February 13 2019 New research could help dogs with a common cancer get better treatment and help save lives

Research conducted by a team of scientists and vets at Together for Animals member Animal Health Trust, in collaboration with the University of Liverpool, offers new hope to vets and dog owners.

Cutaneous mast cell tumours are the most common form of skin cancer in dogs. Aggressive forms of these tumours often recur, or spread to local lymph nodes, the liver and/or spleen and can cause death within a year.

Currently vets do not have a test that will accurately predict if a dog’s cutaneous mast cell tumour will spread or not. Chemotherapy is used to slow mast cell tumour spread, but there is no treatment that can stop the tumours from spreading and affected dogs from dying prematurely.

Cancer in dogs can strike at any ageThe Animal Health Trust’s research, led by Dr Mike Starkey and recently published in the scientific journal PLOS ONE, has successfully identified genetic changes in cutaneous mast cell tumours that are linked to tumour spread. This information may eventually be used by vets to better determine how best to treat dogs with mast cell tumours, and may also promote the development of new treatments.

Leading on from this discovery, it will hopefully be possible – for the first time – to develop a non-invasive prognostic test which will accurately tell vets if a cutaneous mast cell tumour is likely to spread, and therefore if chemotherapy is appropriate.

The availability of such a test would help to ensure that dogs affected by this type of cancer receive the right treatment, and would reduce the number of dogs who unnecessarily receive treatment that is not beneficial. In addition, the results of the research could promote the trials of new anti-tumour spread drugs in dogs affected by mast cell tumours predicted to spread.

Dr Mike Starkey said: “The findings of the research study is the result of many years work and are important because so many dogs are affected by cutaneous mast cell tumours. Cancer affects 1 in 4 dogs and research is the only way to fight cancer. I’m hugely grateful to everyone who has supported my team and this research to-date, and I believe this is a really exciting time as we can begin to see how our work can improve the outcome for dogs with cancer.

“We spent a lot of time collecting a suitable group of mast cell tumour samples to allow us to study tumour spread, but we are very excited about the results and their potential relevance to dog health. A further validation study on a larger scale is required to demonstrate that focussing on a small number of the genetic changes linked to tumour spread can consistently accurately predict if a cutaneous mast cell tumour will spread. However, we are optimistic that with the help of vets all over the country we can collect the necessary tumour samples, and complete the study within two years, and be ready to start developing a prognostic test during 2021.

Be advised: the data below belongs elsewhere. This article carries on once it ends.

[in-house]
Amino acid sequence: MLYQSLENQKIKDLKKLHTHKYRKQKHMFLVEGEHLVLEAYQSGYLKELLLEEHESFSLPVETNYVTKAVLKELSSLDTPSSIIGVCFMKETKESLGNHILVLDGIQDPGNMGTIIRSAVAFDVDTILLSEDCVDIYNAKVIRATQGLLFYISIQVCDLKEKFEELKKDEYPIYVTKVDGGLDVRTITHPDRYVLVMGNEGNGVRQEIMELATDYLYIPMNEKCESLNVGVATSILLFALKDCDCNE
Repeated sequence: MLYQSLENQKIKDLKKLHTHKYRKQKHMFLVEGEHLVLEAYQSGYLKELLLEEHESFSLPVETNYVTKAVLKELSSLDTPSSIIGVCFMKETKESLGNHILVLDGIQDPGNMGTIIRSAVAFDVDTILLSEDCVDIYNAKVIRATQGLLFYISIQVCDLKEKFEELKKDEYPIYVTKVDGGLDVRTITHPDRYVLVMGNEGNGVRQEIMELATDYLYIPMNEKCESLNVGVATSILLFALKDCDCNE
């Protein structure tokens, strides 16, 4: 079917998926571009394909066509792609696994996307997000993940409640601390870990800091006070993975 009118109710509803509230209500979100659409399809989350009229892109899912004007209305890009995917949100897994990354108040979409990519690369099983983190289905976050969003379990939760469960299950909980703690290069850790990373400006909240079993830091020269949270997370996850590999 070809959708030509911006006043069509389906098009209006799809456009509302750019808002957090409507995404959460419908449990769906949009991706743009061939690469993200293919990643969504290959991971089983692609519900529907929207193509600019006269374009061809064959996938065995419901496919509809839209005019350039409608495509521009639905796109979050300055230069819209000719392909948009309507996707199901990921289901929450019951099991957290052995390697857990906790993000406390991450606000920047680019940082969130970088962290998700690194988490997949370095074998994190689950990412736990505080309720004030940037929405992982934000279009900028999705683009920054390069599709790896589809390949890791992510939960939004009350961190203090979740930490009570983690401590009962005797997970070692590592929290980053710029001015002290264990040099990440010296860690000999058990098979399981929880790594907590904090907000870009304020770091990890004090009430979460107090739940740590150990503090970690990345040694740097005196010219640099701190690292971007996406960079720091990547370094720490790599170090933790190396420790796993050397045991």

Some breeds of dog are prone to specific types of cancer, such as Flat-Coated Retrievers who are susceptible to histiocytic sarcoma.

“The Animal Health Trust is the only charity with a dedicated canine cancer research group in the UK. Significantly, anything we learn about a cancer in dogs may help understanding of the corresponding cancer in humans.”

This research was made possible due to extensive charitable funding, most notably from the Kennel Club Charitable Trust, which funded the ‘GeneAtlas System’ which enabled Dr Mike Starkey’s team to analyse the genetic blueprints of the mast cell tumours at the Animal Health Trust. The research team is also privileged to be supported by Zoe’s Journey UK.

Steve Dean, Chairman of the Kennel Club Charitable Trust, said: “Discovering that your dog has been diagnosed with cancer is an extremely emotional time in any dog owner’s life, and our support for cancer research at the Animal Health Trust is vital in helping to make that journey a bit easier for dog owners in the future.

“Knowing that the veterinary surgeons treating your dog have the tools at their disposal to be able to predict whether or not a mast cell tumour will spread will be very reassuring for those wishing to give their dog the best chance of survival. Being able to ensure that their dog gets the most appropriate treatment will be a positive benefit too and we hope that this research is a first important step towards delivering useful prognostic tests for this common cancer.

“It is heartening to know that the purchase of the GeneAtlas system at the Animal Health Trust, which the Kennel Club Charitable Trust funded, is proving so important in this research. The data collected during this research has enabled the analysis of tumour genetics and improved our understanding of canine cancer. The development of accurate tests will be an exciting development for the future.”

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